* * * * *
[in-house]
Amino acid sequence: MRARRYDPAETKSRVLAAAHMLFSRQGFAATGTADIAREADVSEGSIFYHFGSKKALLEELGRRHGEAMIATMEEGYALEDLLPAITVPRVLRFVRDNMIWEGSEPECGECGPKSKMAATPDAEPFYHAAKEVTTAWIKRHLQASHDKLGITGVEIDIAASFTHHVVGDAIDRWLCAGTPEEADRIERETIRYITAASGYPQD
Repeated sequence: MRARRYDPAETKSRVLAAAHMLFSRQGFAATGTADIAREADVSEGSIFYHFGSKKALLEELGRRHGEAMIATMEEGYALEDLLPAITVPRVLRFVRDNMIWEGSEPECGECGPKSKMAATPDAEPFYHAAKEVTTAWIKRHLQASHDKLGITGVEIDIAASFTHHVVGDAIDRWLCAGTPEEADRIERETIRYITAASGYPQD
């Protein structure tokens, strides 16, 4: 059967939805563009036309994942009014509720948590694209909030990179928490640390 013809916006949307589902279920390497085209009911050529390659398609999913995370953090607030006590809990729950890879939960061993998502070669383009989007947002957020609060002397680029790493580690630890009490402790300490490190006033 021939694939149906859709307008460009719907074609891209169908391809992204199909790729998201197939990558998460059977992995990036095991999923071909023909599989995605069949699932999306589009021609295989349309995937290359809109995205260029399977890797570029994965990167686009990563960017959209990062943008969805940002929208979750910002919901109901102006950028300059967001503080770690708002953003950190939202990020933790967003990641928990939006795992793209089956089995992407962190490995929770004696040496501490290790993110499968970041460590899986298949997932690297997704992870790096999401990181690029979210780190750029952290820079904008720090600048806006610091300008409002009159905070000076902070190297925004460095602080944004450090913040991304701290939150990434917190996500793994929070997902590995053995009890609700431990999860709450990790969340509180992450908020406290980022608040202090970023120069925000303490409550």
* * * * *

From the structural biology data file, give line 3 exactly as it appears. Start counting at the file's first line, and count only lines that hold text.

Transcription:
Repeated sequence: MRARRYDPAETKSRVLAAAHMLFSRQGFAATGTADIAREADVSEGSIFYHFGSKKALLEELGRRHGEAMIATMEEGYALEDLLPAITVPRVLRFVRDNMIWEGSEPECGECGPKSKMAATPDAEPFYHAAKEVTTAWIKRHLQASHDKLGITGVEIDIAASFTHHVVGDAIDRWLCAGTPEEADRIERETIRYITAASGYPQD